Heirloom Bean Sampler, 5 lbs

$29.75

This pack features:

  • Five Different Varieties of Heirloom Beans
  • Ideal for American, Mexican, Italian, French Cuisines
  • Fresh crop insures faster, consistent cooking time

Description

This 5-lbs sampler pack includes:

  • SANTA MARIA PINQUITO: A very small, chili-type bean that is loaded with California history. Most of us thought the Santa Maria “Pinks” were brought in with the migrant citrus workers of the 1950s (who also introduced us to the tri-tip) but now there’s some thought that it was a crop during the Mission era. Whatever its origins, it’s delicious and meaty and the perfect match for any barbecue, chili or even salad.
  • MIDNIGHT BLACK: Midnight is a true black turtle bean with a rich, traditional black bean flavor and texture. Use in any recipe calling for black or turtle beans or just enjoy on their own. These are incredibly fresh so little, if any, soaking is required.
  • ALUBIA BLANCA: Classic Alubia beans are one of our more requested items. You can use these small white European-style beans in all kinds of cooking, from Yankee baked beans to soups to Italian “beans on toast.” They have a thin skin but still manage to hold their shape, making them ideal for salads.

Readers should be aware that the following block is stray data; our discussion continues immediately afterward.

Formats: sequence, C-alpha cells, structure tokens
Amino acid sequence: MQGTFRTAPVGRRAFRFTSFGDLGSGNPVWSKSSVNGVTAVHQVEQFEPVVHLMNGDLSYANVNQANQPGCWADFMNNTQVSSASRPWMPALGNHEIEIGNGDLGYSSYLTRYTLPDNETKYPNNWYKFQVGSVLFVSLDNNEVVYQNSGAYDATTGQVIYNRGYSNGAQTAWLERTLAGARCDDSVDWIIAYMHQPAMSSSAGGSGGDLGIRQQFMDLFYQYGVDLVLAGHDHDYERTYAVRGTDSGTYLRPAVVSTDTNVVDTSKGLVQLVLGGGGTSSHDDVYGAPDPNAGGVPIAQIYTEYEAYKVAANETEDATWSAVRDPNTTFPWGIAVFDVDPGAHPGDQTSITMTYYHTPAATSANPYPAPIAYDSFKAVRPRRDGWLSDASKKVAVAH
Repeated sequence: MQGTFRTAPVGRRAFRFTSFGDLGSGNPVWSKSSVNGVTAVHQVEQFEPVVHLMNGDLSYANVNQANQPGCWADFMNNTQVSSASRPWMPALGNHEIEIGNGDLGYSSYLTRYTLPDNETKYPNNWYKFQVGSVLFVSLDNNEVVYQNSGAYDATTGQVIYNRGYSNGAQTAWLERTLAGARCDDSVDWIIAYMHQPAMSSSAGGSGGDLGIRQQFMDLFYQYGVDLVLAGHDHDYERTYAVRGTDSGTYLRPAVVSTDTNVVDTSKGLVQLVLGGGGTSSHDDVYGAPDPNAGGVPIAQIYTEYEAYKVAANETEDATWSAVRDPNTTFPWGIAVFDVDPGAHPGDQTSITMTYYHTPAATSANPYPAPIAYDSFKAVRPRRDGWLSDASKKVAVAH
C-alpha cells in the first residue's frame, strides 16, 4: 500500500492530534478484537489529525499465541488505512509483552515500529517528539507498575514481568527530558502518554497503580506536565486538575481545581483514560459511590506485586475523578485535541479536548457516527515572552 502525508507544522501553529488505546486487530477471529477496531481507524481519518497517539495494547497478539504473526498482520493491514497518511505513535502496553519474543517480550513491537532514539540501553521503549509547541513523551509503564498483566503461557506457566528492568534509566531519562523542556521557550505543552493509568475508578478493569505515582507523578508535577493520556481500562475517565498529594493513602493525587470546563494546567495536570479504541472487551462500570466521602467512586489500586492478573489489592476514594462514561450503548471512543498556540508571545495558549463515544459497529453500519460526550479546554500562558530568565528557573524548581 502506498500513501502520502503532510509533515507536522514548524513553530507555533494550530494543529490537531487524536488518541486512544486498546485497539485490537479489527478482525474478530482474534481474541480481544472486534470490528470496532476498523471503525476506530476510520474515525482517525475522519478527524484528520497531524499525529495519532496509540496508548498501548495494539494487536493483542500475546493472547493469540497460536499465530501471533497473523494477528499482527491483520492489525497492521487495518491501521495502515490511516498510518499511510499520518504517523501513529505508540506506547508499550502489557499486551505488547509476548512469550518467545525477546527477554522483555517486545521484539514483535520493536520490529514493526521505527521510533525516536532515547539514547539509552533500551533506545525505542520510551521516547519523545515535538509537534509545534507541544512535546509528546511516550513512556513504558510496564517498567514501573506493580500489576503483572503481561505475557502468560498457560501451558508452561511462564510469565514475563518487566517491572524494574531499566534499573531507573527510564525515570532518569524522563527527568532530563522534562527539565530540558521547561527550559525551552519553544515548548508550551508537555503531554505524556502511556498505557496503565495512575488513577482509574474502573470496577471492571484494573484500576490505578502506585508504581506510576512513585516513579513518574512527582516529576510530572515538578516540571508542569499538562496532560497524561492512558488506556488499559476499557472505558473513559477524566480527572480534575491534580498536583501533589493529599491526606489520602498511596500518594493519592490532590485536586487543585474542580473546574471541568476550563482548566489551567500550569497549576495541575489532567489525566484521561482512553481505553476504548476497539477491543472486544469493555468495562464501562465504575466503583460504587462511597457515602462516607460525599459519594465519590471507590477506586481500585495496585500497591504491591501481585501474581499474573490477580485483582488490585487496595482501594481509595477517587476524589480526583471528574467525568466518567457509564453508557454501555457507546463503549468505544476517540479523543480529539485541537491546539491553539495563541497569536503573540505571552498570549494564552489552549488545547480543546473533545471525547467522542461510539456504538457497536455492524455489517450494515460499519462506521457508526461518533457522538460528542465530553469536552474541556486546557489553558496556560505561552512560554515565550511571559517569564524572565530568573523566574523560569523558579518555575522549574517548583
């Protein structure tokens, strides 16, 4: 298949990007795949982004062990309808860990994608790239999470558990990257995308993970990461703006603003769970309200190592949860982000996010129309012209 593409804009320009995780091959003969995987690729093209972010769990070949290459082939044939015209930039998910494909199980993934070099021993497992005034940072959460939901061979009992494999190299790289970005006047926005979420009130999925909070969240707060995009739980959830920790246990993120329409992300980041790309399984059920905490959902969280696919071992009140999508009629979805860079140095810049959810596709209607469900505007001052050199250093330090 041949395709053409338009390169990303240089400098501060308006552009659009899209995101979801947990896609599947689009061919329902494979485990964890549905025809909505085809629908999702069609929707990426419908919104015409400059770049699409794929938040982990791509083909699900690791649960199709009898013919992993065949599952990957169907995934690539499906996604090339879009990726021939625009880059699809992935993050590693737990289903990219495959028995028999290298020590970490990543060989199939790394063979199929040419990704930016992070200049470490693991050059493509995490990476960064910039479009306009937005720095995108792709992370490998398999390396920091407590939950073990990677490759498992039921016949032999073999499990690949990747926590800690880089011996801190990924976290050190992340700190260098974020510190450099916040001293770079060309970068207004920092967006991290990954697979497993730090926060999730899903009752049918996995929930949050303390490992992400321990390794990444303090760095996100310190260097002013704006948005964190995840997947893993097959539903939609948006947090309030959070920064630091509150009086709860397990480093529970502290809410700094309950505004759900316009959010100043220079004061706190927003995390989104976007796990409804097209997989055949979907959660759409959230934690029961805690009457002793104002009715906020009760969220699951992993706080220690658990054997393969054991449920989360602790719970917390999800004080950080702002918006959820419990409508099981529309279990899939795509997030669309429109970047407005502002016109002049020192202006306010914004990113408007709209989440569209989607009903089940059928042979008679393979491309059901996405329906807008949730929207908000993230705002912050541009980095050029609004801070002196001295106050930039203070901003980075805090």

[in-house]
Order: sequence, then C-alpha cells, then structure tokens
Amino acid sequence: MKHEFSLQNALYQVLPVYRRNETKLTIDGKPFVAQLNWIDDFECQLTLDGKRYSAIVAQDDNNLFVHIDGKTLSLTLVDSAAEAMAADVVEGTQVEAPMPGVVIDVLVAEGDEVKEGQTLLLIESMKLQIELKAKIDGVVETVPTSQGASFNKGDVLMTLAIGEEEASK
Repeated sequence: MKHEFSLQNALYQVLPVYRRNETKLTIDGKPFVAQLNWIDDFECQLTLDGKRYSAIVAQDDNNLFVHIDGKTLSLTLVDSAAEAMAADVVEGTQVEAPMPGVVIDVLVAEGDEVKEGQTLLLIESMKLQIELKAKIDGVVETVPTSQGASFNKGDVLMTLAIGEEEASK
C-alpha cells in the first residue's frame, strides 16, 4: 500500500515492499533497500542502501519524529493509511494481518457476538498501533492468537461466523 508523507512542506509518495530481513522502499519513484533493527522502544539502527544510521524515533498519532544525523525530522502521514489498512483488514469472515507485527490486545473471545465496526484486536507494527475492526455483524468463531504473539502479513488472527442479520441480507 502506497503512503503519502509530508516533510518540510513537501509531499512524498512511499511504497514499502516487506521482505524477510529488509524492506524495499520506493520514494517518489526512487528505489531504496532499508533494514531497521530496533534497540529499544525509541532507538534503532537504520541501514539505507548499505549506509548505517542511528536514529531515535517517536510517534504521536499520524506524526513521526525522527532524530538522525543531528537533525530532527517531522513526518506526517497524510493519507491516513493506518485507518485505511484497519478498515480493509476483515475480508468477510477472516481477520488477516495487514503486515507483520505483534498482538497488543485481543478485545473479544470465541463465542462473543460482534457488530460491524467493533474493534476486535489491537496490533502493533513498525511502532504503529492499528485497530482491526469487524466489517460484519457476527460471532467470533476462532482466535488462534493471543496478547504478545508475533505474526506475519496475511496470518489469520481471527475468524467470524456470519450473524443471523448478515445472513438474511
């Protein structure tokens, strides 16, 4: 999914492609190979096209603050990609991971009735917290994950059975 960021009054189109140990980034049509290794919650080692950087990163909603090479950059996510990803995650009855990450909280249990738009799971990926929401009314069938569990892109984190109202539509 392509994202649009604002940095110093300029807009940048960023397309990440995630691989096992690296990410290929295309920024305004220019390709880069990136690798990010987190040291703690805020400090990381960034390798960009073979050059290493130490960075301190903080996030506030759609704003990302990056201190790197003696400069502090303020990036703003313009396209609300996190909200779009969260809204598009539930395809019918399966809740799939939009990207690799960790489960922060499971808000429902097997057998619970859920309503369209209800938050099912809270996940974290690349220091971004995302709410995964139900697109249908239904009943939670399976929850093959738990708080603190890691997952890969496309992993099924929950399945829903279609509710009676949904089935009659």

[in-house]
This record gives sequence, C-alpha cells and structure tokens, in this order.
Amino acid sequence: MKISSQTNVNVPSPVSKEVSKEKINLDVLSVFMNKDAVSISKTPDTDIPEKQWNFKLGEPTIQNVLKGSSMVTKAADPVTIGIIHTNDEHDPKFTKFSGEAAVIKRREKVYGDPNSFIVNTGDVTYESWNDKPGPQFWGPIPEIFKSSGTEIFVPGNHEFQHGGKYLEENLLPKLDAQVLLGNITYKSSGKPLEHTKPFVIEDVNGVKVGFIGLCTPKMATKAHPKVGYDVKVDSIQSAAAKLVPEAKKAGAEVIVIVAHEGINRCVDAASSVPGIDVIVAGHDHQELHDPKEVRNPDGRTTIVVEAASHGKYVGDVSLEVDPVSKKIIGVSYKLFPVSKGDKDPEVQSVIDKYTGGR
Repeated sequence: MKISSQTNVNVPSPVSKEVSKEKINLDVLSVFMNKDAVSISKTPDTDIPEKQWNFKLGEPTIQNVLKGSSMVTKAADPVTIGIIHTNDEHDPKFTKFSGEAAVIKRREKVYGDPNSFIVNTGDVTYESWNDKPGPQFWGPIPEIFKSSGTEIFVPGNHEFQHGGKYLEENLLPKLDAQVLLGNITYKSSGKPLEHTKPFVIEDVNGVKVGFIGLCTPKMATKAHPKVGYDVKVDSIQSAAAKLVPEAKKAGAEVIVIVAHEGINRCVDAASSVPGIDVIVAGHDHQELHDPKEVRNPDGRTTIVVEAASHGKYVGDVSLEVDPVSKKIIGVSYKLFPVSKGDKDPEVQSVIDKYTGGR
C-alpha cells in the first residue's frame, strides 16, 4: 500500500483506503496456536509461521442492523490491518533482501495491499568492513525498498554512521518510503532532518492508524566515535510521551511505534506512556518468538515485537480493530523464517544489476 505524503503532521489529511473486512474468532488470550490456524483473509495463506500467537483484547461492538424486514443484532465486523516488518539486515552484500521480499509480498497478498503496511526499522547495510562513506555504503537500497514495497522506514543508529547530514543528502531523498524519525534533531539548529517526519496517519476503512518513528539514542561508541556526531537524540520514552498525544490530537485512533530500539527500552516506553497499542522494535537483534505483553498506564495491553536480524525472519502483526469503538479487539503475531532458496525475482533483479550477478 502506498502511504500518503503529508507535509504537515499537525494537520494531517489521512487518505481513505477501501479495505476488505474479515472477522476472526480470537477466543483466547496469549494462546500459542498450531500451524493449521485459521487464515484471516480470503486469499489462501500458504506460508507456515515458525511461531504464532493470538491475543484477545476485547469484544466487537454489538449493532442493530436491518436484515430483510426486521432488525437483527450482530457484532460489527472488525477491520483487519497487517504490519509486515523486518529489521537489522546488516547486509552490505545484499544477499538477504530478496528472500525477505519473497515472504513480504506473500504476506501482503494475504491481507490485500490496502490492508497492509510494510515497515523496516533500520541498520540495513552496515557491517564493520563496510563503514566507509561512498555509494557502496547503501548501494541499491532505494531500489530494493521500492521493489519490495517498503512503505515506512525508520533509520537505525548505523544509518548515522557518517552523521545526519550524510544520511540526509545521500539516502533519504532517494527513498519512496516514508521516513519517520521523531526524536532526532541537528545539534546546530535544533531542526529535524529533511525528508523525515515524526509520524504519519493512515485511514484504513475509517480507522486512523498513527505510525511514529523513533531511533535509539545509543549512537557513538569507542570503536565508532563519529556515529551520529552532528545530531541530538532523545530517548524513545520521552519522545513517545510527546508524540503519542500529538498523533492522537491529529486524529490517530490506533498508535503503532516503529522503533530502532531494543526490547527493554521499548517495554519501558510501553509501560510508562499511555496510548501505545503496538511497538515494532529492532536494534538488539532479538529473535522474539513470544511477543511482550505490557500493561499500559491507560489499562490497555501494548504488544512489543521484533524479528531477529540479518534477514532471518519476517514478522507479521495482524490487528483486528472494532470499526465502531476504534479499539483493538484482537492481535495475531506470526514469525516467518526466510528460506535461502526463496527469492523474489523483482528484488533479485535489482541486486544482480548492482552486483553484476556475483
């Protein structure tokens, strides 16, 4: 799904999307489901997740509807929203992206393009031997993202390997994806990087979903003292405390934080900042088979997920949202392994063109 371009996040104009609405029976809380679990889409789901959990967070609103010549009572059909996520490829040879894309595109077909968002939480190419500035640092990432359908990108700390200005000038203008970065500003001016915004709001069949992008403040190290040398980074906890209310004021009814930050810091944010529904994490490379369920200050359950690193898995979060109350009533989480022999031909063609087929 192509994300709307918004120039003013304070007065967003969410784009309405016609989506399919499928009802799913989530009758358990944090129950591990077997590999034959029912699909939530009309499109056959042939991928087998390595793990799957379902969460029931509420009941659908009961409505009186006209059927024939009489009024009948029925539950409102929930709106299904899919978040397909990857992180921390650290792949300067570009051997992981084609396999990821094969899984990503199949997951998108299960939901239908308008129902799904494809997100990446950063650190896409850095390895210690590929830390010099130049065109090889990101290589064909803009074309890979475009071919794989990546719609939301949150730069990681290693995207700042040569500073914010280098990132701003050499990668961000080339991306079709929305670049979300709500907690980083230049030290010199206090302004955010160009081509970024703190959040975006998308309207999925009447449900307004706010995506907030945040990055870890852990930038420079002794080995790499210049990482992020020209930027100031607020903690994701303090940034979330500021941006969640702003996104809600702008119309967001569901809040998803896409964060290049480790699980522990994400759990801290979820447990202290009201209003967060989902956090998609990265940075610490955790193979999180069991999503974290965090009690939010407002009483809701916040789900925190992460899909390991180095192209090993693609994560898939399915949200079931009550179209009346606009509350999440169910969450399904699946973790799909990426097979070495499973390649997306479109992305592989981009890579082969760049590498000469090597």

• CLASSIC CRANBERRY: Cranberry beans only look like cranberries. And even then, I don’t quite see it. Originally from South America, these beans have been bred around the world and have become Madeira, Borlotti, Tongues of Fire, Wren’s Egg and many more. This is the classic from Colombia and are perfect for any recipe calling for a “cranberry” bean.
  • YELLOW EYE: Unlike Navy beans, which have a slightly gummy, babyfood texture, Yellow Eyes are dense, creamy and delicious. Great Northerns can be plain boring. Replace Navys or Great Northerns with Yellow Eyes and your dish becomes a feast.

Additional information

Weight 80 oz
Dimensions 6 x 5.25 x 5 in

I was shopping one August for tomatoes and, despite Napa being one of the world’s most magnificent agricultural regions, all the tomatoes were from a hothouse in Holland! Worse, they were hard and pale pink instead of the ripe tomatoes I was craving. I started to grow my own tomatoes and this eventually led to beans.